Design Exchange’s ‘Rise Up’ Puts the Party on the Map

Now that was a party done properly.

Although it’s historically less buzzed about in young professional circles than events like AGO’s Massive and The Power Plant’s Power Ball, the Design Exchange’s (DX) annual party DX Intersection – this year called ‘Rise Up’ – definitely hit the mark.

It all went down on Friday night, drawing Toronto’s finest from their pre-holiday season hibernation. This meant the usual suspects on the scene, but also a slew of fashionable guests who were our parents’ age too. And yes, we hope we’re as cool as them one day.

The purpose of the party is to celebrate the intersection of all things creative.

Each year, DX also recognizes one outstanding creative Canadian with an innovative vision. Past awardees include names like Joe Mimran and Kimberley Newport Mimran, as well as Douglas Coupland. This year’s honour went to Frank Toskan, Co-founder of beloved MAC Cosmetics.

In true MAC flare, the forever-vibrant brand took over the building’s historic Trading Floor to entertain with a mid-party vogue-off. A definite highlight of the evening, it featured a battle of top (and very acrobatic) Toronto and New York voguers that reassured the crowd that this was far from a stuffy art gallery party.

Not that it wasn’t evident from just one look around.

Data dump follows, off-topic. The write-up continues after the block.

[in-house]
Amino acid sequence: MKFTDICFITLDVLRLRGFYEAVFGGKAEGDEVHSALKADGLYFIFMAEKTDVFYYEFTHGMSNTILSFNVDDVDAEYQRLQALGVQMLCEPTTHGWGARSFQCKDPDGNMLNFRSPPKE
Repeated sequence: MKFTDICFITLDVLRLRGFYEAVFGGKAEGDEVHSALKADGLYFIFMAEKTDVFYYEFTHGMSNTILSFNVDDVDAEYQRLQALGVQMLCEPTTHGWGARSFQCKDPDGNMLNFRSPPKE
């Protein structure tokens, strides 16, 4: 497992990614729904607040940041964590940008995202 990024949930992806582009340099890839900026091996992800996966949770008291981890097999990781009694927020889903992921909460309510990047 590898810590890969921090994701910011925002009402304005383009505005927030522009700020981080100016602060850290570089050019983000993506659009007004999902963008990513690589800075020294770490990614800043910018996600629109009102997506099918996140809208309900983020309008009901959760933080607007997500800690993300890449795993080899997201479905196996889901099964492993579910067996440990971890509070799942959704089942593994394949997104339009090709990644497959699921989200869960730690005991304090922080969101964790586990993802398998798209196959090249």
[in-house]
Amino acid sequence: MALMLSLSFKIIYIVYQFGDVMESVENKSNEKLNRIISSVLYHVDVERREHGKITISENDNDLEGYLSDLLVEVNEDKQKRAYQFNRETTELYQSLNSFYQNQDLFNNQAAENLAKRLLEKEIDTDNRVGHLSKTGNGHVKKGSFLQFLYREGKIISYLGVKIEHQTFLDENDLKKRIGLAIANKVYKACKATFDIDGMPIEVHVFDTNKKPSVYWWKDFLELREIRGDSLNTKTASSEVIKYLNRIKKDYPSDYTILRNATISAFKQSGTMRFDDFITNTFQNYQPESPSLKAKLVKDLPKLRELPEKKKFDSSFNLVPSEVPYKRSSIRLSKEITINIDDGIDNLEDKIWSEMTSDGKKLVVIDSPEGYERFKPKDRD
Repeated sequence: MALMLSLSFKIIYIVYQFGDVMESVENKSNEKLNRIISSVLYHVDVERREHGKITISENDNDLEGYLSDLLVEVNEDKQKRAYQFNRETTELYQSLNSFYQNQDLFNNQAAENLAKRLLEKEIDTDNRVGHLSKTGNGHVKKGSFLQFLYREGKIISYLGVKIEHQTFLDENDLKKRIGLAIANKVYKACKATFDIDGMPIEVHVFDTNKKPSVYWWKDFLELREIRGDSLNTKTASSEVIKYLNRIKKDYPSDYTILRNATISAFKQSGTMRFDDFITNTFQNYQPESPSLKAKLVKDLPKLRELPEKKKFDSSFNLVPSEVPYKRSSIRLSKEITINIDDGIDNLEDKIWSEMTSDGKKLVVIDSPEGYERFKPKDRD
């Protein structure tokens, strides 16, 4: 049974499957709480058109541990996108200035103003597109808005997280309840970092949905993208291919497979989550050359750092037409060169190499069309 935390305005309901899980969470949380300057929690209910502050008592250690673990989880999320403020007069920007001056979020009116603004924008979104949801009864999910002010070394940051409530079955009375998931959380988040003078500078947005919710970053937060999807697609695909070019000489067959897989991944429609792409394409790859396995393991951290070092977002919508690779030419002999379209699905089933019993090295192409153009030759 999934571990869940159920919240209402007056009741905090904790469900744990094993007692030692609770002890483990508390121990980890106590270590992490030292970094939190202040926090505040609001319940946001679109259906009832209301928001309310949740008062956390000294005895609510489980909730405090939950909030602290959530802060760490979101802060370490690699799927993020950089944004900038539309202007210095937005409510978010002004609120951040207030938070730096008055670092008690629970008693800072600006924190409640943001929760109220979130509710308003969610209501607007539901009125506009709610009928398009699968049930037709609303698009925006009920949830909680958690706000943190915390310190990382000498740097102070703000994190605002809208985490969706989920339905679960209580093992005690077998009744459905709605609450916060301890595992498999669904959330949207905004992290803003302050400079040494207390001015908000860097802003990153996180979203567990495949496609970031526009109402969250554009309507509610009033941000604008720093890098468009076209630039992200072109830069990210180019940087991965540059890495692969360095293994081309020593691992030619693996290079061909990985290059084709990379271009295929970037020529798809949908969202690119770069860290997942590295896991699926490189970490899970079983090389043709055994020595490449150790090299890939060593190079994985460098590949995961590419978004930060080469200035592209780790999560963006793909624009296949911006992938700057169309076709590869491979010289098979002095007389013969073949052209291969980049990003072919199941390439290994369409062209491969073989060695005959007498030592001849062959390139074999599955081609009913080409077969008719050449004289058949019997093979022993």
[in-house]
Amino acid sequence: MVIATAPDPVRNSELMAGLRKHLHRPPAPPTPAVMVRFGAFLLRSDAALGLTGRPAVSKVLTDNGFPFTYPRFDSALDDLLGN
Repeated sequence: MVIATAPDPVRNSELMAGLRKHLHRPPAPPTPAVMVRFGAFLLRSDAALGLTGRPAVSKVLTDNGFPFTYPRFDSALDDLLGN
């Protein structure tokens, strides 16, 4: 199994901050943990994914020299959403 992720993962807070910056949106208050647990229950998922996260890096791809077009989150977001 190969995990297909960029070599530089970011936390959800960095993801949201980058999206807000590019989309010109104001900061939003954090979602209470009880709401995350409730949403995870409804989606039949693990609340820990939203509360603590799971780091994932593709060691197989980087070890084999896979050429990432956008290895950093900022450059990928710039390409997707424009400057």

The space was transformed by installations by Castor Design and artists Jeremy Jansen and Jesse Harris, and the #dxriseup hashtag yielded a sea of very pink photos thanks to the vibrant pink lighting, signage, and the massive bouquet of pink “balloons” that served as a centerpiece to the crowd of pretty party people below.

The Design Exchange’s latest exhibit, Politics of Fashion | Fashion of Politics, was open to guests for lessons in history and for Instagram opportunities alike – but don’t even think about bringing in your glass of wine.

Guest-curated by Jeanne Beker, along with seasoned DX curator Sara Nickelson, the exhibition explores how fashion mirrors society by highlighting how clothing has been used as a tool for communicating identity and political expression. Politics of Fashion | Fashion of Politics spans from 1960 to present day and contains over 200 works, many of which you’re sure to recognize.

With FOMO on high alert when it came to the party below, you may not have spent as much time as you would have liked to in the actual exhibit; that’s okay – it runs until January 25th.

In addition to the exhibit, there was no shortage of other photo opp-worthy material, including protest signs of all kinds, which served as perfect props.

Though Parachute Club’s Lorraine Segato won the crowd over with an energetic performance, the real highlight was a late-night dance party on the stage facilitated by the sounds of DJ Diego Armand and Bellosound.

It was Friday night, after all.


All images from: Ryan Emberley

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